‘Worst case scenario Mer!’ Back in the boat brushing my teeth on a windy stormy gale-force sort of night, the drizzle hasn’t commenced yet but I assume there’ll be lashings of it after midnight, always is in England.
‘OK I’ll leave the keys right here - so we can drive in the middle of the night if we come loose.’
Pointing skyward with my toothbrush I say, ‘Good idea. Always be prepared.’
‘I’m telling ya’, Mer moves to the front end of the boat where she lives in a purple envelopment of warm blankets and wires ‘there are boats flying everywhere!’
‘The canals. They’re all saying it.’
There was the Canal Cavalcade this weekend and all the happy boat folk were out in force. The floating bandstand was a novelty, reminding me of Dick Van Dyke and loud cartoon penguins, and I did spy a handful of rosy-cheeked men; one with a resplendent white beard and moustache combo which Brill Cream could only worship and never shape. I had a dog with me too - sniff sniff sniff wag wag wag - like there was no tomorrow, and whilst trying to sympathise with the canine form of excitement that copious crowds and smells must stir in them (‘Like being at a rave and being told off for dancing’ as a friend interjected whilst I pulled the dog away from another sandal-ed foot for the hundredth time) I kept tugging at her little collar because she would eat trodden down bread and lick spilt Mr. Whippy off the pavement. When I arrived back at the boat I told Mer of the festivities happening down the canal.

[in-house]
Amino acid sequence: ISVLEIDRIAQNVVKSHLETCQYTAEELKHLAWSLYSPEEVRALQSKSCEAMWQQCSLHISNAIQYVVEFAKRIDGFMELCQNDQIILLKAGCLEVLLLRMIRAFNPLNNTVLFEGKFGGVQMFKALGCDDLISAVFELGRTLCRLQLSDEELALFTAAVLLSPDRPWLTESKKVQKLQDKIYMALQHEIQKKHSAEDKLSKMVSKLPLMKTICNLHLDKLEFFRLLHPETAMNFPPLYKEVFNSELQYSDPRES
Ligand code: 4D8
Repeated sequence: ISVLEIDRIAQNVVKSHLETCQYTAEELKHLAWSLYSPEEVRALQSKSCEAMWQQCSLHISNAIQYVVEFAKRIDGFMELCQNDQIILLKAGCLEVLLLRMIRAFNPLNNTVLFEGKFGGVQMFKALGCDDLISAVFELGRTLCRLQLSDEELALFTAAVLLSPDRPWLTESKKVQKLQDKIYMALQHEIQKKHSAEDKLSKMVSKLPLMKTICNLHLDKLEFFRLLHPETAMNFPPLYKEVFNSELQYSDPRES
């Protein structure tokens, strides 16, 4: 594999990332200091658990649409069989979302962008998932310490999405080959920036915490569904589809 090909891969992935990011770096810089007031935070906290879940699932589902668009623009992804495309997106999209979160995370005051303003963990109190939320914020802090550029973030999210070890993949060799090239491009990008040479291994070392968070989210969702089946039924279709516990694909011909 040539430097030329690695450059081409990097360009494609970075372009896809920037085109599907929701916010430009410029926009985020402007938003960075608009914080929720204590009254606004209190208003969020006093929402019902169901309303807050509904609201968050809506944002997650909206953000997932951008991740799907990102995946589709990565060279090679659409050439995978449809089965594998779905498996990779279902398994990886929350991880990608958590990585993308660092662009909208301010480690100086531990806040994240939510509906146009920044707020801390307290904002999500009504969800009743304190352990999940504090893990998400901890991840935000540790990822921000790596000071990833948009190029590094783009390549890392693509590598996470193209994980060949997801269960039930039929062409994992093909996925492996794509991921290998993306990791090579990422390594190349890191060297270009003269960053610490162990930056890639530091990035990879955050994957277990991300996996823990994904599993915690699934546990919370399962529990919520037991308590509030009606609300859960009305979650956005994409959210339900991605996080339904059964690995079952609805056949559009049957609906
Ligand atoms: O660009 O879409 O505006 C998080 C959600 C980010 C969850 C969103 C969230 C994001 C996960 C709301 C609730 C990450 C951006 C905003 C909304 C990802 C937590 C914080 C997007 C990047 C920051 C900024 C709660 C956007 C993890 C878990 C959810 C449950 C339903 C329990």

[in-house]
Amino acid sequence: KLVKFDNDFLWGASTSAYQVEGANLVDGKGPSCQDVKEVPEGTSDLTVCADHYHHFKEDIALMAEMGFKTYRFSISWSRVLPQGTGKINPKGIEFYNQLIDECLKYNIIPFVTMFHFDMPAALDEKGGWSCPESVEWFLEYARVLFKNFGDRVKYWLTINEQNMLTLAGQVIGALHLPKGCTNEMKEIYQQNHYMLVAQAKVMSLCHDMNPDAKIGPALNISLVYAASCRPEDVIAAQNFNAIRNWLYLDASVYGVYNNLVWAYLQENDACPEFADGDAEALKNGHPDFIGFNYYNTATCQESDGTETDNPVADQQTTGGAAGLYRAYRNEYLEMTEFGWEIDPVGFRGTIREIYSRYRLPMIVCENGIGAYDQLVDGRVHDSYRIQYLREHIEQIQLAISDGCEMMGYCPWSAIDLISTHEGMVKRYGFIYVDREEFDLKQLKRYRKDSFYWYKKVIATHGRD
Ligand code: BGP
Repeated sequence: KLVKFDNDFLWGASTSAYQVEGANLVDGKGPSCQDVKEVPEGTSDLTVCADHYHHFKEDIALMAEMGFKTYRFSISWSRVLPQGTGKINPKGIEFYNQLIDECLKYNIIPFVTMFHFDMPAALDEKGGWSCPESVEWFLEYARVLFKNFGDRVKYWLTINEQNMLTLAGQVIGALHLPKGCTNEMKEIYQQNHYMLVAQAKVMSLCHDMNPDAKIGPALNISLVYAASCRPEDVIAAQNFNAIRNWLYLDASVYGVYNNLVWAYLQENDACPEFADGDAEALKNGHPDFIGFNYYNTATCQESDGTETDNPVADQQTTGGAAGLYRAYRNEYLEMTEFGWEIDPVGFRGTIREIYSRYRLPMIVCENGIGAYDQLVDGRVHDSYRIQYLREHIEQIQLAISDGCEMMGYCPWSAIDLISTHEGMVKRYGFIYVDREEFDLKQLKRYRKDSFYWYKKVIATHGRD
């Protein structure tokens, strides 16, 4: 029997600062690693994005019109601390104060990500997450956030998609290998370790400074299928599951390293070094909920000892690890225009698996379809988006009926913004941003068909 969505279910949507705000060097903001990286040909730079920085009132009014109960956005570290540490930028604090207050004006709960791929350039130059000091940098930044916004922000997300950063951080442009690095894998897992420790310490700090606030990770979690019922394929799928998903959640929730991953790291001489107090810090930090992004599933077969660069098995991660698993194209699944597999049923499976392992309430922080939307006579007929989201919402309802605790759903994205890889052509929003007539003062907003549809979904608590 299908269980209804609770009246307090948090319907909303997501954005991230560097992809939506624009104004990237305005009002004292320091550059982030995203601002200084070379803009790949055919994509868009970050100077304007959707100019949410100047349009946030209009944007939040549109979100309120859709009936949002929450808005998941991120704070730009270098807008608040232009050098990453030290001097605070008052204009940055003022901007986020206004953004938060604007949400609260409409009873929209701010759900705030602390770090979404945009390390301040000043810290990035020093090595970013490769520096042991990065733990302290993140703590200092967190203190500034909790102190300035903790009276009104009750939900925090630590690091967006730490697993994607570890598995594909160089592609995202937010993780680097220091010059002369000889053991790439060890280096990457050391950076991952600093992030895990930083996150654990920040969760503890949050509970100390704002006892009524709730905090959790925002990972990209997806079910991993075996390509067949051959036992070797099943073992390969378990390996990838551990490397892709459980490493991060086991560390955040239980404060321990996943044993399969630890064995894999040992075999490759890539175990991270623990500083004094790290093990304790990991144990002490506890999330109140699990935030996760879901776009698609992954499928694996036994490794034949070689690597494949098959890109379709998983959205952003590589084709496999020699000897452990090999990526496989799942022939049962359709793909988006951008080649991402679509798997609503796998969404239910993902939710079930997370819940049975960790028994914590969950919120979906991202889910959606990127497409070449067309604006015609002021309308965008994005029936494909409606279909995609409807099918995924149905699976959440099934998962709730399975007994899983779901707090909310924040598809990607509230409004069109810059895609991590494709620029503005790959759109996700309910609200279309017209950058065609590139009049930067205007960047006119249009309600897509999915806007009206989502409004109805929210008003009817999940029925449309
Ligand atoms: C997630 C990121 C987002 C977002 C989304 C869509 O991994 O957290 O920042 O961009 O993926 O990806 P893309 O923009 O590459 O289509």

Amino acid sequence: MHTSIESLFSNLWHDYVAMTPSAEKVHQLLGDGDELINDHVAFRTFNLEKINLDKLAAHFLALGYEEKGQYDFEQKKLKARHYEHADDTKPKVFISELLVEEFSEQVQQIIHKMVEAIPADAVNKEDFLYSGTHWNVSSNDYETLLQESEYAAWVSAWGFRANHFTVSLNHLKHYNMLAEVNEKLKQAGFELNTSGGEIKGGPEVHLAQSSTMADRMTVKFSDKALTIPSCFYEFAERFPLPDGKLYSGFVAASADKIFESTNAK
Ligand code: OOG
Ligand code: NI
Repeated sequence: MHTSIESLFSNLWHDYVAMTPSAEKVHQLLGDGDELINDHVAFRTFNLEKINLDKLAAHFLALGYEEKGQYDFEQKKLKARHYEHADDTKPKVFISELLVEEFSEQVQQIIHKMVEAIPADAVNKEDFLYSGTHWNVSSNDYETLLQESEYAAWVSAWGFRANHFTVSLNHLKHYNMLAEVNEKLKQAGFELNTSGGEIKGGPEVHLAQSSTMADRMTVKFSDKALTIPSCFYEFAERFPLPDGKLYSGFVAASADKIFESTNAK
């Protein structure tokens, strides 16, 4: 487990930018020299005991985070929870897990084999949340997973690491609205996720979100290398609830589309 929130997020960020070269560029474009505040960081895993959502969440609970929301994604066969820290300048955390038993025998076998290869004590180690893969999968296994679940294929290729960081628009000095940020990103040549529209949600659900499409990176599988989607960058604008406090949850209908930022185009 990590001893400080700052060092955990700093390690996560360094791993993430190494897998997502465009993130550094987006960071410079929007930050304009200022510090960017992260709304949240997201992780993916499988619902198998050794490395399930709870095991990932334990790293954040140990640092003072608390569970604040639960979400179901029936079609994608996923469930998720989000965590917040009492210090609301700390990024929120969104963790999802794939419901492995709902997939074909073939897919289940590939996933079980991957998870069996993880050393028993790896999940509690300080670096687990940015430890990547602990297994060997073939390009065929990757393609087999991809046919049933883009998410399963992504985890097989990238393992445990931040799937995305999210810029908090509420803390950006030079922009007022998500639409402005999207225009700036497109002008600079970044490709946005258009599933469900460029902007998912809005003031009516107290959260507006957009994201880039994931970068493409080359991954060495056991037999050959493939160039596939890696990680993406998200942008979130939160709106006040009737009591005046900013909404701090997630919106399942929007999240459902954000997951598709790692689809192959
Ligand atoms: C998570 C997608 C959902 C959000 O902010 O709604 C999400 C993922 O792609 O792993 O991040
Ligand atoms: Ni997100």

‘Yeah I went to see the cavalcade but I wasn’t impressed.’
She’s rarely impressed and always into something else, forever riding the alternative wave. ‘They’re not real boaters like us. Most of them aren’t liveaboards so they’re just in it for show you know, all pretty and no panties.’
I definitely raised my eyebrows at the “me being a real boater” comment but she makes me laugh. To Mer you’ve got to live it to believe it (like rock n’ roll) and she does live it be fair, and I like how in her mind all these pin-striped red and white blazers, the bunting, the brass band and the boater-hats are marks of a hobbyists. Conformist sold-out establishment whiners. Mer’s a true blue Lefty. I shake my head fondly.
The wind has really picked up since the weekend and now the debris from the parties float past my window. Some slowly, some chunks vigorously. A lot of PET bottles and straws and plastic bags and hell of a lot of blossom petals. There’s indistinguishable stuff mainly, and ducks swimming against it. The other day I saw a cat swimming - not on purpose - it must have fallen out of a Yuppie flat’s window overlooking the canal. It paddled quietly keeping his head above above the water with determination but looked exhausted from the wet, I wandered back and forth, but I was too far away to do anything about it. I hope the cat survived. There is lapping under my bed tonight and I can’t help feeling worried for the cat.
The happy mess and excitement of parties throws people into a commotion and although that’s fun it can be disconcerting. When you've found yourself alone all of a sudden in a throng of people and the eyes begin to dart. A pretty pretty butterfly of anxiety flutters off the shoulder in to my drink then drowns. That’s a little insight in to my psyche anyway. I always keep remembering that there’s another side to the story and bits you missed or didn’t quite understand and that feeling of discomfort after having fun equates closely to but isn’t quite guilt. Like a whole weekend of fun is premonitory… of what I shall not know, but could this storm be the pathetic fallacy of these thoughts incarnate?! No, more likely a hangover.